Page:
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Gender Differences in Careers
Antti Kauhanen and Sami Napari
Annals of Economics and Statistics
No. 117/118, SPECIAL ISSUE ON THE ECONOMICS OF GENDER (June 2015), pp. 61-88
Stable URL: http://www.jstor.org/stable/10.15609/annaeconstat2009.117-118.61
Page Count: 28
You can always find the topics here!Topics: Men, Labor markets, Working women, Wages, Education, Economic statistics, Job titles, Gender wage gap, Probabilities, Women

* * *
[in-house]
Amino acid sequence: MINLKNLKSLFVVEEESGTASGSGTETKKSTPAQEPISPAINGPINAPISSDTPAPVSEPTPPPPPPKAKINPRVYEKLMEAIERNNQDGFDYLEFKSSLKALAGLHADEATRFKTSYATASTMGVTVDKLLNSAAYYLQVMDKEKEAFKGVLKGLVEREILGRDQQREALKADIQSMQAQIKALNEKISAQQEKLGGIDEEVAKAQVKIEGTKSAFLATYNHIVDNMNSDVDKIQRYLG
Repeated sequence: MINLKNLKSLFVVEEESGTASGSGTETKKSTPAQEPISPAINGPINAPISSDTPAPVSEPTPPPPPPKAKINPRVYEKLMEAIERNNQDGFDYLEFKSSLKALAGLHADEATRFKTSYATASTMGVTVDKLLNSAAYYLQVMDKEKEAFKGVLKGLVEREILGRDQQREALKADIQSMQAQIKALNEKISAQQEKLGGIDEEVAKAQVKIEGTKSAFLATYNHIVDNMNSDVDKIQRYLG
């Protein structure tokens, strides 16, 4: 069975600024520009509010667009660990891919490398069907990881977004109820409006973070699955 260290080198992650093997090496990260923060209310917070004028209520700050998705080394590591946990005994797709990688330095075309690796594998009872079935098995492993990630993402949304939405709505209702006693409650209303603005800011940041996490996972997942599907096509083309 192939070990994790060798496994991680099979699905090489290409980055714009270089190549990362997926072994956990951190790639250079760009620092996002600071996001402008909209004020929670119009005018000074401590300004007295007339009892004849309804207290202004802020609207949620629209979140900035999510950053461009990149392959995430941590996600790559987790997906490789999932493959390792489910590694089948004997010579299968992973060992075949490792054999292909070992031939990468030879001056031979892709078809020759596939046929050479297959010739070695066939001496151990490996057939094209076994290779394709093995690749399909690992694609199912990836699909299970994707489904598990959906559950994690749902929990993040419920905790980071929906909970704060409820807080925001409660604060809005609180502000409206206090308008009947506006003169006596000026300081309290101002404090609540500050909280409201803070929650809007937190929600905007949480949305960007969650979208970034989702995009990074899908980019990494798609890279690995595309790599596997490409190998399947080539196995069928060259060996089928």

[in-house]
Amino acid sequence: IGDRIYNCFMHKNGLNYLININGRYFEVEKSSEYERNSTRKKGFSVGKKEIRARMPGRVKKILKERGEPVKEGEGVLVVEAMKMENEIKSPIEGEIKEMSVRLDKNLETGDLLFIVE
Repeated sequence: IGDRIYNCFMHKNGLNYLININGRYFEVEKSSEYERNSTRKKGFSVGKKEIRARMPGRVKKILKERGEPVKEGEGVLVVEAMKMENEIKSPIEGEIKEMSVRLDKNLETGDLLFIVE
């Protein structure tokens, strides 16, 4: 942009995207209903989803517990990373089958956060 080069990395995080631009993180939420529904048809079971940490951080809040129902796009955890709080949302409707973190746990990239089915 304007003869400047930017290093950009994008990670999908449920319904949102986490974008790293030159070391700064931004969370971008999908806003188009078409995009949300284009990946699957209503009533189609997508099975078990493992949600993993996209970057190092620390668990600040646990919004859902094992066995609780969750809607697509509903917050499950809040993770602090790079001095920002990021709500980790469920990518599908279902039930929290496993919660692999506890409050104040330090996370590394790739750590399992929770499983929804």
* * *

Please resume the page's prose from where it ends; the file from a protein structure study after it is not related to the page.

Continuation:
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We examine gender differences in careers using a large linked employer-employee dataset on Finnish white-collar manufacturing workers over the period of 1981–2006. Our focus is on labour market entrants whom we follow over time. We find that men start their careers from higher ranks of the hierarchy than do women, but the gender differences in education explain much of this gap. Men are also more likely to be promoted than are women, especially during their first years in the labour market, which amplifies the gender differences in hierarchical positions that are already apparent at labour market entry. Men earn higher starting wages than do women, while the results concerning gender differences in the returns to career progression are not clear-cut but depend on the type of career event and on the career phase. Overall, our results help in the understanding of the factors behind the large increase in the gender wage gap during workers' early career. JEL: J16, J24, J31, J62 / KEY WORDS: Careers, Internal Labour Markets, Promotions, Mobility, Wage Growth, Gender Wage Gap.
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